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Foods to Keep Your Brain Young

By Cheryl Forberg, R.D., "Train Your (Aging) Brain," March/April 2011

Eat more of these foods to train your aging brain.

The right foods can keep your brain young. Start with these colorful veggies.

Carrots for memory. Carrots—along with bell peppers, celery, rosemary and thyme—contain luteolin, a flavonoid believed to reduce inflammation that can lead to cognitive decline. In a study published in the October 2010 issue of The Journal of Nutrition, mice that ate a diet that included luteolin had better spatial memory (e.g., how quickly they found a platform in a water maze) and less inflammation than mice who didn’t get any luteolin.

Beets to beat dementia. Beets, plus cabbages and radishes, are rich in naturally occurring nitrates—which, unlike unhealthy artificial nitrates found in processed meat, may be beneficial. In a study published in the January 2011 issue of the journal Nitric Oxide, older adults who ate a nitrate-rich diet got a boost in blood flow to the frontal lobe of their brains—an area commonly associated with dementia. Poor blood flow contributes to age-related cognitive decline. Scientists think that the nitrates’ nitric oxide, a compound that keeps blood vessels supple, helps increase brain blood flow.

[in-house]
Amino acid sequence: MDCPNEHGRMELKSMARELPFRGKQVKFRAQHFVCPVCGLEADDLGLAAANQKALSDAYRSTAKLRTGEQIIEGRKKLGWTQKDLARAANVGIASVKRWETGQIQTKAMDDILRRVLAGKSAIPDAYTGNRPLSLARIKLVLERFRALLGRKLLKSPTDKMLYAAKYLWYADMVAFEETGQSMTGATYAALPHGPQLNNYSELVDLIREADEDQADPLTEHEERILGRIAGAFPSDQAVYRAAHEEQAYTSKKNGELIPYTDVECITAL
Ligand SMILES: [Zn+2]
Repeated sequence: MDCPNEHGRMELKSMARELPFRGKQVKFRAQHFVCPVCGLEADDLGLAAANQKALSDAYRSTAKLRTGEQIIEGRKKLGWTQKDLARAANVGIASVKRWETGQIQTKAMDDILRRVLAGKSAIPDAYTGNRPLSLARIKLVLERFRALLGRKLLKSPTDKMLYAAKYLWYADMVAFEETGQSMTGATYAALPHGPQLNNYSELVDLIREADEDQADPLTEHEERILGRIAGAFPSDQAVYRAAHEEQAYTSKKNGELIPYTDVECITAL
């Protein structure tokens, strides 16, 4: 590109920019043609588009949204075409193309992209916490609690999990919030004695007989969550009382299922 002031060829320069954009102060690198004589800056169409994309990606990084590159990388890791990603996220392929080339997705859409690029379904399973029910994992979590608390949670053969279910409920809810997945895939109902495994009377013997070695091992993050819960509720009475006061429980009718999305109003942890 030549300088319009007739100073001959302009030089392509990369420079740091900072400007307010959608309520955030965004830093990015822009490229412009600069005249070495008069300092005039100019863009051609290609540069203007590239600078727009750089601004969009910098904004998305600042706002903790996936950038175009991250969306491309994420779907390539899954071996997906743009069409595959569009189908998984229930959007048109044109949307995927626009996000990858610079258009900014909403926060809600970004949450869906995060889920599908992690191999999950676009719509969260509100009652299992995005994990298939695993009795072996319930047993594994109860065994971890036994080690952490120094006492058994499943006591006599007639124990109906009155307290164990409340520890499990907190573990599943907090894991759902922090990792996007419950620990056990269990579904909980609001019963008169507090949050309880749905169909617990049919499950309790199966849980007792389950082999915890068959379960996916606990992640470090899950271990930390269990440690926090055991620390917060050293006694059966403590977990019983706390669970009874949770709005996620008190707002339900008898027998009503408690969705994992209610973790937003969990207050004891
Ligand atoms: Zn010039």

Think quickly with asparagus. Like leafy greens, this vegetable delivers folate, which works with vitamin B12 (in fish, poultry and meat) to help prevent cognitive impairment. In a study from Tufts University, older adults with healthy levels of folate and B12 performed better on a test of speed and mental flexibility. If you’re 50-plus, be sure you’re getting enough B12: your ability to absorb it decreases with age.



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